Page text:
Even if he renounced every other consideration than that of justifying himself—if he met shrugs, cold glances, and avoidance as an accusation, and made a public statement of all the facts as he knew them, who would be convinced? It would be playing the part of a fool to offer his own testimony on behalf of himself, and say, "I did not take the money as a bribe." The circumstances would always be stronger than his assertion. And besides, to come forward and tell everything about himself must include declarations about Bulstrode which would darken the suspicions of others against him. He must tell that he had not known of Raffles's existence when he first mentioned his pressing need of money to Bulstrode, and that he took the money innocently as a result of that communication, not knowing that a new motive for the loan might have arisen on his being called in to this man. And after all, the suspicion of Bulstrode's motives might be unjust.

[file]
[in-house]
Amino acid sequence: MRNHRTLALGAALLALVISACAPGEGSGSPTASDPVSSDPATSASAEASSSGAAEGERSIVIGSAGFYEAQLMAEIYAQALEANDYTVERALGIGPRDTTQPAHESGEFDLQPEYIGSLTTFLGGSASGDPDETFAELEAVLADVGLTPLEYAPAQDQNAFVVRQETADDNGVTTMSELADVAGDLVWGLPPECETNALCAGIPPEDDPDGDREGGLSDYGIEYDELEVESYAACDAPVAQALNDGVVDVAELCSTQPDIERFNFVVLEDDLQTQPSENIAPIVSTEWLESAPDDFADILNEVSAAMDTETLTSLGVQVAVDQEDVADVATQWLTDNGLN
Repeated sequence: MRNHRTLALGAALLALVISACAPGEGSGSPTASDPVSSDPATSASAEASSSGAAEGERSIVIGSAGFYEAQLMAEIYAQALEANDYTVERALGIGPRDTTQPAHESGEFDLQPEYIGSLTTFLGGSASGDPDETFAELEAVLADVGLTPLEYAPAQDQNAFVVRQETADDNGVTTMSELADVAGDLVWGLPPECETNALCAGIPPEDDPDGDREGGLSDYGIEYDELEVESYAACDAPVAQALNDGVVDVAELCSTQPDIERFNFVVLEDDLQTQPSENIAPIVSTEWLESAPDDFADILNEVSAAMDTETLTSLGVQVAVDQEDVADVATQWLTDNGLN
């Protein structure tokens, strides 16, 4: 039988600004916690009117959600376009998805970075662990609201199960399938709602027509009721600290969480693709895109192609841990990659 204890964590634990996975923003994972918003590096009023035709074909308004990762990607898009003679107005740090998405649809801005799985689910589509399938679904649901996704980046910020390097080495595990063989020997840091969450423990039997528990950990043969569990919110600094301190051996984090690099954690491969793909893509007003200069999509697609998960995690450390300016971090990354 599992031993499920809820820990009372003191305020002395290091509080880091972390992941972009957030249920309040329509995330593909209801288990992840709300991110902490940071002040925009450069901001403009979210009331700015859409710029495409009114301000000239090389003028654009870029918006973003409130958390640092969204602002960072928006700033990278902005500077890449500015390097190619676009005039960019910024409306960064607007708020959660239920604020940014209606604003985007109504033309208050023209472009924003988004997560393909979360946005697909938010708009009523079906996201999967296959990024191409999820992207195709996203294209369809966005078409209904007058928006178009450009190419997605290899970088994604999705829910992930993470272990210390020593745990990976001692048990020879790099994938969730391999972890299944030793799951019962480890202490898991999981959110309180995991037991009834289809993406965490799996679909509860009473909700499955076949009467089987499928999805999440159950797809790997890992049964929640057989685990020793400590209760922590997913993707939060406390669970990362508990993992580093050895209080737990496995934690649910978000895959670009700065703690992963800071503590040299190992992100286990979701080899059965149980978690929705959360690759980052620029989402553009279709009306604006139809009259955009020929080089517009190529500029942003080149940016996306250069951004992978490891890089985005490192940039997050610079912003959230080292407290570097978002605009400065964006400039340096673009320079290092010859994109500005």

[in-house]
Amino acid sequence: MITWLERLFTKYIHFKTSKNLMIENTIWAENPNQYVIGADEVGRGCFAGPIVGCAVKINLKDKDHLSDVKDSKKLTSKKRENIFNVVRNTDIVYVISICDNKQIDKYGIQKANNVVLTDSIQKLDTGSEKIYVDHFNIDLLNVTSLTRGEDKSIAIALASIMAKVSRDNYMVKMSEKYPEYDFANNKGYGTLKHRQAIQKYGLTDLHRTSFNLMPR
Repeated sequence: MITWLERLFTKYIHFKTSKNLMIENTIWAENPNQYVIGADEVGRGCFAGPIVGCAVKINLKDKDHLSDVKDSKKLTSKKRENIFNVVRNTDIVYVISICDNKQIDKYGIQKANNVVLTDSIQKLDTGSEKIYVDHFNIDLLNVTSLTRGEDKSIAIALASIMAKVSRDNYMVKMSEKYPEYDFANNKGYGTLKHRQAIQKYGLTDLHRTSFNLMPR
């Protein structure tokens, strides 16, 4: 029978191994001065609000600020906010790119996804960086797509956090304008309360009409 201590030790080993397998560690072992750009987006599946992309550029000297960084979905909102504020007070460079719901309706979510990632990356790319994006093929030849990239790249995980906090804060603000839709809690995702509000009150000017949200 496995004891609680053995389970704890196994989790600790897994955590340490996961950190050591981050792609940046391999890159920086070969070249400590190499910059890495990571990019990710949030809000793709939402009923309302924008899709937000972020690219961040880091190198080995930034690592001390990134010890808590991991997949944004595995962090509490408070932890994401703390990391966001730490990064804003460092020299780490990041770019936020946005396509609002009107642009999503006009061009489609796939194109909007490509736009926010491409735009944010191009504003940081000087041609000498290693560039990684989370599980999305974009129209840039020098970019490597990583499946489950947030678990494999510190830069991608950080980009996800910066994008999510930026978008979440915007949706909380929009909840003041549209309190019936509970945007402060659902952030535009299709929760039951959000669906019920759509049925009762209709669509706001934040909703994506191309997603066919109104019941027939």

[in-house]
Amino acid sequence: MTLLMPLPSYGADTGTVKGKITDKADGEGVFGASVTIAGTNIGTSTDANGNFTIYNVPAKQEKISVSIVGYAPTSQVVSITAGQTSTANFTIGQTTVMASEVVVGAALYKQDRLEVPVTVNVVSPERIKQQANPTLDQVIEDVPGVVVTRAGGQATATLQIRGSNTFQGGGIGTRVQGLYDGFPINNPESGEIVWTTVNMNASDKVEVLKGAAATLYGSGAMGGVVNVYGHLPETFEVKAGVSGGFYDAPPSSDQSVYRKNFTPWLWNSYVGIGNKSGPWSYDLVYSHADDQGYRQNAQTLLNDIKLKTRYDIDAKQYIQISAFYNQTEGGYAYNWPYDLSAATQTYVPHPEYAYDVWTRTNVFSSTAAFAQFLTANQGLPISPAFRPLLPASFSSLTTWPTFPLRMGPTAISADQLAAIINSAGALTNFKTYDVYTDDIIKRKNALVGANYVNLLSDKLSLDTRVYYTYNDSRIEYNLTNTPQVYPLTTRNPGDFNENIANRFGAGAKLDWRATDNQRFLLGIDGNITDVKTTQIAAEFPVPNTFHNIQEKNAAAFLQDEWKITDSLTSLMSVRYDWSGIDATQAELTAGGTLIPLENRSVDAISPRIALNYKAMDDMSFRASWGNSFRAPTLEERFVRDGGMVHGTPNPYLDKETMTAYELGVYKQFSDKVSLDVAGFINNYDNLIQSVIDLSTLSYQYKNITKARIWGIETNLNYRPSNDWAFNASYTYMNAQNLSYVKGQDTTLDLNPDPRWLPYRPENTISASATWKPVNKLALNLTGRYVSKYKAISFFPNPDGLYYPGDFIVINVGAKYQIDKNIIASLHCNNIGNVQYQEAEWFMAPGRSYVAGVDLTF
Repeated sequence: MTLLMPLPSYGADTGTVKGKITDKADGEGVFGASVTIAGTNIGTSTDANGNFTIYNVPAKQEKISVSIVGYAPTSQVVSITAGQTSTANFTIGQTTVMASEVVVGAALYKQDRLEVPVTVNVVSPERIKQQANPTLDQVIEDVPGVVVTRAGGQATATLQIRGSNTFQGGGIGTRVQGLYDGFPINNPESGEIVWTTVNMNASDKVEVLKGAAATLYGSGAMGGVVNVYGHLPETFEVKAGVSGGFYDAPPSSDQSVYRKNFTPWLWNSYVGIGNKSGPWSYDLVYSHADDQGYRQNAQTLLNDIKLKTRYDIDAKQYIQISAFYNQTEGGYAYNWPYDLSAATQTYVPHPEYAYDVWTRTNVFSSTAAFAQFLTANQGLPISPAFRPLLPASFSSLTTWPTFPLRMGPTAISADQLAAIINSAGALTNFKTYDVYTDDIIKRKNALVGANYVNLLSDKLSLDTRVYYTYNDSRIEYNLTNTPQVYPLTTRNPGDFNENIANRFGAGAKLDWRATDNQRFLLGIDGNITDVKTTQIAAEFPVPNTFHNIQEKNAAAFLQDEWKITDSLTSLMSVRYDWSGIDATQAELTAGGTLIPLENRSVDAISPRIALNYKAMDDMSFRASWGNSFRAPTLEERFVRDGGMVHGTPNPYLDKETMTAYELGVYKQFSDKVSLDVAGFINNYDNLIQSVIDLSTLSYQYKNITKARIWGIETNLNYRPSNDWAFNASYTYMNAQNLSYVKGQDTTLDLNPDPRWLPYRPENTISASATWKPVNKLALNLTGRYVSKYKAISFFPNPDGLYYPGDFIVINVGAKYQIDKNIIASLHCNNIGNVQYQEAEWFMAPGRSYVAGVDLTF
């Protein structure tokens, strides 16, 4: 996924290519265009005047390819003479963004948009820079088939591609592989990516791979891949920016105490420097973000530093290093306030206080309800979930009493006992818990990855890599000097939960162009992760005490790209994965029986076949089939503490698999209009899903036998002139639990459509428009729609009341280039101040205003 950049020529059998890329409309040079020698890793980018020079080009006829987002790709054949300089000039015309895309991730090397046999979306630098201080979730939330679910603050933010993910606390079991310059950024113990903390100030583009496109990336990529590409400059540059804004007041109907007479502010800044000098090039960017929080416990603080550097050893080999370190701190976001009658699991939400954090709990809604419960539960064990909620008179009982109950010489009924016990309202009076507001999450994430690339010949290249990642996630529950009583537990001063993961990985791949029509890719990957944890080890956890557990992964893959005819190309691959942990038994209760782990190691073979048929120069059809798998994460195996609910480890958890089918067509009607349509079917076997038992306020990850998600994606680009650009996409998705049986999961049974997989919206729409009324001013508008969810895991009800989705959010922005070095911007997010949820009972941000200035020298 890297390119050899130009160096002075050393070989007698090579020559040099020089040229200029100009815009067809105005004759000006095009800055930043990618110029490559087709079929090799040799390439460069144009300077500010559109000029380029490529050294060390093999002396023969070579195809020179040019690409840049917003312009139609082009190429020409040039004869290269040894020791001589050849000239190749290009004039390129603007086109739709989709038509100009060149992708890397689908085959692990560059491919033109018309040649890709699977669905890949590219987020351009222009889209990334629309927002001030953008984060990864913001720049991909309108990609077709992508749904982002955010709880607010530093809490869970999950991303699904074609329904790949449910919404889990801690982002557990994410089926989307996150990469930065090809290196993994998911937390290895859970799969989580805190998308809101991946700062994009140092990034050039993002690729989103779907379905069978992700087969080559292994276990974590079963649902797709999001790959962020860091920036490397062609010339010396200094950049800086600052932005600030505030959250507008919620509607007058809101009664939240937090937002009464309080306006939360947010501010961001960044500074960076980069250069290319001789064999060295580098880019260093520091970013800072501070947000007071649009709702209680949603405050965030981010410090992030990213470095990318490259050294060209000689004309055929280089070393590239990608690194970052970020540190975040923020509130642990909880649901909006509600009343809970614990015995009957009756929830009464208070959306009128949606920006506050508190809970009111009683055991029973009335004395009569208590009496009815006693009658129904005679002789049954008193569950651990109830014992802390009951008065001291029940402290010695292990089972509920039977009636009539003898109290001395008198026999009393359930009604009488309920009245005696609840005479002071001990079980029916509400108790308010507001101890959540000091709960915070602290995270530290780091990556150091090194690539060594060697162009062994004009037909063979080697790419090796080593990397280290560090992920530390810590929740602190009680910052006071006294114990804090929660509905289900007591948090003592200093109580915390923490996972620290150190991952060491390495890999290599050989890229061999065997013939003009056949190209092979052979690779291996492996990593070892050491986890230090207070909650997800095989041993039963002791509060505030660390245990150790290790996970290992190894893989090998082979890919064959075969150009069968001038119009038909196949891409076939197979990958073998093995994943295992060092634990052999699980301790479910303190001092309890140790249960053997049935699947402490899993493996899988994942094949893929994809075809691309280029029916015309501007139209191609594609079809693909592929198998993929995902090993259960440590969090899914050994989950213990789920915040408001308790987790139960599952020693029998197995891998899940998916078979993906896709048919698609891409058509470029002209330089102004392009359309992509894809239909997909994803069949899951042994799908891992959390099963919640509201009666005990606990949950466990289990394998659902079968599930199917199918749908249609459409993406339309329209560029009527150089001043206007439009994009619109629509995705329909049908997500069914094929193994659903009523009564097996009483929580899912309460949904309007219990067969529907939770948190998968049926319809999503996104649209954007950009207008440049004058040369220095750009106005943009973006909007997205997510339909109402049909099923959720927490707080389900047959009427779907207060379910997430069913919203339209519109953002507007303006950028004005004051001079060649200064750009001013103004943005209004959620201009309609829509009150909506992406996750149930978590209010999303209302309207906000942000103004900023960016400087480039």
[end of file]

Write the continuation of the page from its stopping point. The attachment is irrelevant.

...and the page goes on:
But then came the question whether he should have acted in precisely the same way if he had not taken the money? Certainly, if Raffles had continued alive and susceptible of further treatment when he arrived, and he had then imagined any disobedience to his orders on the part of Bulstrode, he would have made a strict inquiry, and if his